5 new Google Maps features you should get excited about

The Google I/O Developer conference is always an exciting time for us geogeeks and 2018 has been no exception. So, even though developers are still licking their wounds after the brazen changes Google introduced for its Maps API, the developments happening on the core technology front have left us all very, very satisfied. Here’s a lowdown on the new features you can expect to see in your Google Maps app in the coming months:

1) Augmented Reality comes to Street View

Move over GPS, it’s time for VPS (Visual Positioning System). Combining camera capabilities with Street View, this cool new update will let you see Google Maps’ navigation features inside the camera app. New to a place? You can easily see the names of the places around you along with the directions to your destination. The best part? You don’t even have to wear an additional AR headset!

(Disclaimer: Though Google gave a demo of this technology at I/O, expect to see it in action IRL much later than the features listed below)

2) Stay Updated with ‘For You’

Let’s say you are trying to find a food joint in a new place, or simply looking to discover what’s new in your own locality. This new ‘For You’ tab will act like a social media feed for everything that’s pulling in the crowds in the neighborhood you have chosen.

3) AI-powered Virtual Assistance

If ‘For You’ fails to inspire you for your next outing, the Explore tab surely wouldn’t. In its all-new avatar, Explore has received some pretty awesome features powered by artificial intelligence. There’s a ‘Foodie’ list that will give you top dining options, a ‘Trending’ list to give you the week’s top picks, an ‘Events’ list to tell you what’s happening around you, and an ‘Activities’ list to let you know your options for the day.

4) Get Personalized with ‘Your Match’

Now, let’s say these lists inspired you enough to zero down on a dining option. Once you tap on the outlet of your choice, ‘Your Match’ will come into play and tell you how likely you are to enjoy that place. Sounds cool? Here’s how that will happen: If you have selected any food or drink preferences in Google Maps, the algos will match that against known public information of that business. If you have visited other food or drink options using Google Maps in the past and rated them, these factors will also be counted.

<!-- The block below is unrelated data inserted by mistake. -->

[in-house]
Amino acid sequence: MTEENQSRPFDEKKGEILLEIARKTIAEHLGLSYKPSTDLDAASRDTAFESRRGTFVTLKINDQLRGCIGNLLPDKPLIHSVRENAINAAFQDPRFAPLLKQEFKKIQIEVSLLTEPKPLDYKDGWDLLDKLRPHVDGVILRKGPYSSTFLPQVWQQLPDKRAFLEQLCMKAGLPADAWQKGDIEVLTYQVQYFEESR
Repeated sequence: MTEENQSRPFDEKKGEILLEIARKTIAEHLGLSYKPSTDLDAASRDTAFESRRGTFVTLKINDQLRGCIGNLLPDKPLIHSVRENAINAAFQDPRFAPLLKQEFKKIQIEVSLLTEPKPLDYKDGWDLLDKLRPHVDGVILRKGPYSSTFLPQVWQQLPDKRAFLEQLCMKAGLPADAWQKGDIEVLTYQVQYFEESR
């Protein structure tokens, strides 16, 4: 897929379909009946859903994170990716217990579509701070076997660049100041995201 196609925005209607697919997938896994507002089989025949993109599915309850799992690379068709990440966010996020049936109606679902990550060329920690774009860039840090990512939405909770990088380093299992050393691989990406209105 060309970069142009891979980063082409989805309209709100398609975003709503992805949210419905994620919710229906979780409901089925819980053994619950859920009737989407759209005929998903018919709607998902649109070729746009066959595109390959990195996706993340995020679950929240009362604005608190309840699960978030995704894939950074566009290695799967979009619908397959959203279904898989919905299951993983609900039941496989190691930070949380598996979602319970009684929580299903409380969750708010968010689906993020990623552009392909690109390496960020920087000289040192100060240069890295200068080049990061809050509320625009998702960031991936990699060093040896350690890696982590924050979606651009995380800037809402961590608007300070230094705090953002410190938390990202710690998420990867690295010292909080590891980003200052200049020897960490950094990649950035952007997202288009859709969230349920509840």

5) Plan a Group Activity

So, the restaurant definitely looks like a good choice and you want to invite your friends to visit see this new place with you. All you have to do is long-press on that place’s listing and a shareable list will pop-up. Want to add more restaurants to this list (you know, because Michael can get fussy about Mexican food)? No problem! Add as many options as you want and let your friends vote for their favorites.

Roll out the update already, Google!

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6 things you need to know about Microsoft’s just-released Azure Maps

Seems like there is no dearth of excitement in the geospatial industry right now! While the businesses providing location services scramble to win market share after Google ruffling quite a few feathers with its recent Maps API pricing model changes, Microsoft has gone ahead and announced the general availability of the new kid on the block – Azure Maps.